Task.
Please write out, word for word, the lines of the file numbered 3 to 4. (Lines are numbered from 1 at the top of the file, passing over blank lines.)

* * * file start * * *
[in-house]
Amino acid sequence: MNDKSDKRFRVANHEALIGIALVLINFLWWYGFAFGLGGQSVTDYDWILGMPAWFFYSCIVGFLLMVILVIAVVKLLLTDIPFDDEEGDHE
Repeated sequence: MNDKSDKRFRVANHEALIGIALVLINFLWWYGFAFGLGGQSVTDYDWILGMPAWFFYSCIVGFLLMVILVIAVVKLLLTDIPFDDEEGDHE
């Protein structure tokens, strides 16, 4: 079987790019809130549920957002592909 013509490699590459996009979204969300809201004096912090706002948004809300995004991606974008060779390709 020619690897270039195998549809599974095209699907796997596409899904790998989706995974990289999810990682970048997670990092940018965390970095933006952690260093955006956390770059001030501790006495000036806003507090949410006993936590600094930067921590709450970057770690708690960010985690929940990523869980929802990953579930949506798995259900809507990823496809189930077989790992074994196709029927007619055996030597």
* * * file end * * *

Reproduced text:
Repeated sequence: MNDKSDKRFRVANHEALIGIALVLINFLWWYGFAFGLGGQSVTDYDWILGMPAWFFYSCIVGFLLMVILVIAVVKLLLTDIPFDDEEGDHE
């Protein structure tokens, strides 16, 4: 079987790019809130549920957002592909 013509490699590459996009979204969300809201004096912090706002948004809300995004991606974008060779390709 020619690897270039195998549809599974095209699907796997596409899904790998989706995974990289999810990682970048997670990092940018965390970095933006952690260093955006956390770059001030501790006495000036806003507090949410006993936590600094930067921590709450970057770690708690960010985690929940990523869980929802990953579930949506798995259900809507990823496809189930077989790992074994196709029927007619055996030597």